Video: The ‘Gangnam Style’/MC Hammer Mash-Up That Won’t Make Sense In A Year

watch Psy Gangnam Style MC Hammer mash-up video 2012 AMAs American Music Awards

It’s a little sad that the performance people were most excited to see at the American Music Awards – more than Taylor Swift, more than Chris Brown – was Psy. Not because this guy hasn’t worked his ass off for his superstar status, but because if you step back and think about it, “Gangnam Style” is this bizarre, inexplicable phenomenon. Sure, it’s captured America’s attention for the duration of the fall, but in a year will anyone really remember it?

We at the Crushable office are split. Some of us compare “Gangnam Style” to other regrettable, forgettable dance fads like the Macarena and Soulja Boy. Personally, I’d like to think that we’ll still be singing “Oppan Gangnam Style” in late 2013 — though we won’t have learned any more of the lyrics — because it’s an infectious beat that could stay in the zeitgeist for a few years.

But the fact that the AMA producers did a live mash-up of Psy and MC Hammer makes us wonder about “Gangnam Style”‘s longevity. He was doing so well—inspiring everyone from geeks to Saturday Night Live to Damian Lewis to take a stab at the horse-dance. But now he’s gone toe-to-toe with the man who is the physical embodiment of the regrettable dance fad. They even wore the same parachute pants! (If anything, and I know this makes me an awful person, but I felt like the inclusion of “Too Legit to Quit” took away from the simple beauty of “Gangnam Style.”)

You can watch the whole performance below, and tell us: Has Psy reached another plane of the pop culture consciousness, or was this duet the kiss of death for his short-lived American music career?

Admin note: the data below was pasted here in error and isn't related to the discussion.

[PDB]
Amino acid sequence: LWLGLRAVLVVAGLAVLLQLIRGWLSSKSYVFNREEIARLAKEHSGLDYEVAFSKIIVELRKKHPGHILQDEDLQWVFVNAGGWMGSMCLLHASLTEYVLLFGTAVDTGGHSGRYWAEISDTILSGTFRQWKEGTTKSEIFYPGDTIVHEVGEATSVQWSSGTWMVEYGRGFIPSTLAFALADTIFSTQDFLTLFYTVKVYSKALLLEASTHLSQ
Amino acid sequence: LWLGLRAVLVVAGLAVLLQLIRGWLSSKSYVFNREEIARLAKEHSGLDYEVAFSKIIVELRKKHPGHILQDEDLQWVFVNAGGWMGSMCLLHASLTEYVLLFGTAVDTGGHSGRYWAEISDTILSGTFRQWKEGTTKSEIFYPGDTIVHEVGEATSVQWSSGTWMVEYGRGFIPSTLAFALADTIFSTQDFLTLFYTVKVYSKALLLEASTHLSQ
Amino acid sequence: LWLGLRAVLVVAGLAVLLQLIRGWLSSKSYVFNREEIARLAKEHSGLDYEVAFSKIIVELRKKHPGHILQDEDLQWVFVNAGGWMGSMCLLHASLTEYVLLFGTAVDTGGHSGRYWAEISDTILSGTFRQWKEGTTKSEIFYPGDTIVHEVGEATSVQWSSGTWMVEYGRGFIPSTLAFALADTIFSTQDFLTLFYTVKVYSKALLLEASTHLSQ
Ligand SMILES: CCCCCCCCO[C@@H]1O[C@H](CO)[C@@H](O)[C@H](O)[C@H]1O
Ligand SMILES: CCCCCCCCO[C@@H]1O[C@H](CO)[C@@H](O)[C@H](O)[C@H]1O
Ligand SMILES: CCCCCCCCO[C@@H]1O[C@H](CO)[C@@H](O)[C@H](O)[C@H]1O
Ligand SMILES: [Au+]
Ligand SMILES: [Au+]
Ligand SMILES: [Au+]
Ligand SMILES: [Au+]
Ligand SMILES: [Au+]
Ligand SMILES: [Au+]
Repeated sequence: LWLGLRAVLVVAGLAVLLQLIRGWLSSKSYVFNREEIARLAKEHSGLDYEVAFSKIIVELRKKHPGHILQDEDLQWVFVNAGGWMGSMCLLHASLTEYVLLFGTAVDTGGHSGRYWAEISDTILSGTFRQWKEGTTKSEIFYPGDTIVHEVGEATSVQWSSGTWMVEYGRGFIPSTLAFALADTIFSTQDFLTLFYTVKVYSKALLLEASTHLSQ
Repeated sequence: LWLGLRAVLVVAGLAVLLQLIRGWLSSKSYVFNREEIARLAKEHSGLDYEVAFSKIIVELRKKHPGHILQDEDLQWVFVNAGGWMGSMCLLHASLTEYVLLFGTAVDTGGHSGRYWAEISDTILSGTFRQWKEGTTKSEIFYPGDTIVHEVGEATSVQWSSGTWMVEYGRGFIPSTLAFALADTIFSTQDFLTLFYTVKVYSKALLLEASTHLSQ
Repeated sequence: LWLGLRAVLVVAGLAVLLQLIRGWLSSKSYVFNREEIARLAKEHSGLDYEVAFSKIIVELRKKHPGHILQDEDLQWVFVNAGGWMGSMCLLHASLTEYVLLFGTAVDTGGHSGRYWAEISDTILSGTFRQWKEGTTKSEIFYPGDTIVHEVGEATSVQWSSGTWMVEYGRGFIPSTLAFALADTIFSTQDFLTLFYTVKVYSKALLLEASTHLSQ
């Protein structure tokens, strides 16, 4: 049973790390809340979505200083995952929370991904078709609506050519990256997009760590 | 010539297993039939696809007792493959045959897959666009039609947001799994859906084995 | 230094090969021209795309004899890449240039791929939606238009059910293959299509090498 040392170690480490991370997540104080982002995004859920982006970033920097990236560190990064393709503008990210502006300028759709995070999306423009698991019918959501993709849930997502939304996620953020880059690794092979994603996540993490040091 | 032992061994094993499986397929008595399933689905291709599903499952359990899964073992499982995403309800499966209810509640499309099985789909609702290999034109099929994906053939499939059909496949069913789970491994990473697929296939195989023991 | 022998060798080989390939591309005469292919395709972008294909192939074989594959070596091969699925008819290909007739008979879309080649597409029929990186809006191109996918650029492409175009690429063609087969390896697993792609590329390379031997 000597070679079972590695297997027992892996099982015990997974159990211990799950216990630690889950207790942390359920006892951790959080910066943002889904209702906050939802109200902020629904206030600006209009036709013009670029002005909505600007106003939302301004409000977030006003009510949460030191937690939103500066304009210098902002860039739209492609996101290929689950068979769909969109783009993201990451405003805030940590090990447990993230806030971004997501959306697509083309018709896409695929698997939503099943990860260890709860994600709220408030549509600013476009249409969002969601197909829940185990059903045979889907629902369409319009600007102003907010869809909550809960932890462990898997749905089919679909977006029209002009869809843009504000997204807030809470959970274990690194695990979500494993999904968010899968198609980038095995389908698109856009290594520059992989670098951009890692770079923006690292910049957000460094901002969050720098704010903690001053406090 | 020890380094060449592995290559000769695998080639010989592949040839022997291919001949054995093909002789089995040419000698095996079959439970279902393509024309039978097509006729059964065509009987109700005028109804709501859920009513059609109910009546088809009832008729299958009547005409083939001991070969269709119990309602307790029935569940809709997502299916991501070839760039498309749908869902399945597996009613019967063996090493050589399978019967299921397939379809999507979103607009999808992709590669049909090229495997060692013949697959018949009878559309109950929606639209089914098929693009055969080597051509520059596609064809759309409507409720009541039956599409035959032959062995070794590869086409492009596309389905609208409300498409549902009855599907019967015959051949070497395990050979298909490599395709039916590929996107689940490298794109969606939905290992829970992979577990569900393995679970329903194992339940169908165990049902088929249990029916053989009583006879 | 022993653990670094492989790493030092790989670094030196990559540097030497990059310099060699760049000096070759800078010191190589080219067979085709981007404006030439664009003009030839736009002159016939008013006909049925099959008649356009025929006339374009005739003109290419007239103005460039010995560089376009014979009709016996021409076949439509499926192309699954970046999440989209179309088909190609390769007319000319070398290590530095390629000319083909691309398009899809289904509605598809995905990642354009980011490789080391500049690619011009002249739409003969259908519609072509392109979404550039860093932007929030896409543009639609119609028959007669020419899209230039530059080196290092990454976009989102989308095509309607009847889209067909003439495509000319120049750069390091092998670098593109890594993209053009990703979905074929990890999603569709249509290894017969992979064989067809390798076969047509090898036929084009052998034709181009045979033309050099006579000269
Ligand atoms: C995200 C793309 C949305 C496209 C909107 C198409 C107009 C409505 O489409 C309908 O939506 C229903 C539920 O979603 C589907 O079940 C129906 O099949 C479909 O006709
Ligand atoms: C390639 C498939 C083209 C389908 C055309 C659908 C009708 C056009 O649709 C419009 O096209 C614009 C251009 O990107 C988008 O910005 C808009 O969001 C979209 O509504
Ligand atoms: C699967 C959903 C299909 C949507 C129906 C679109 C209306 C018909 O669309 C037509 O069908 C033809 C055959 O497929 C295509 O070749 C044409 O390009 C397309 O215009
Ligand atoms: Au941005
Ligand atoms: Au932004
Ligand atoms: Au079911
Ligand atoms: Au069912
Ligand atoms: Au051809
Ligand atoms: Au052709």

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    • eriksuperman

      So the show itself wasn’t all that remarkable, and I have a
      hard time considering Bieber or Minaj as “Artists” (where has all the real
      talent gone?) but PSY and MC were incredible!
      I remember MC Hammer from childhood, and I dressed as PSY for Halloween
      this year, so it was the perfect combination of similar “old’s” and
      “new’s”. I worked late at DISH
      last night, but when I got home my wife told me to watch the recording. I have the Hopper from DISH, and with
      PrimeTime Anytime I can set it to automatically record every primetime show on
      all four of the big networks! I didn’t
      even know I had it recorded, but it was a lot of fun dancing along when I
      watched it.

    • stlmania

      the success of entertaining is measured by the response of audience. Watch the response to these two entertainers. Awesome!

    • ED

      Nat you gotta understand music if you’re going to comment about the collaboration. I mean we get it. You are derisive of Hammer and you have doubts whether Psy will be relevant in a year.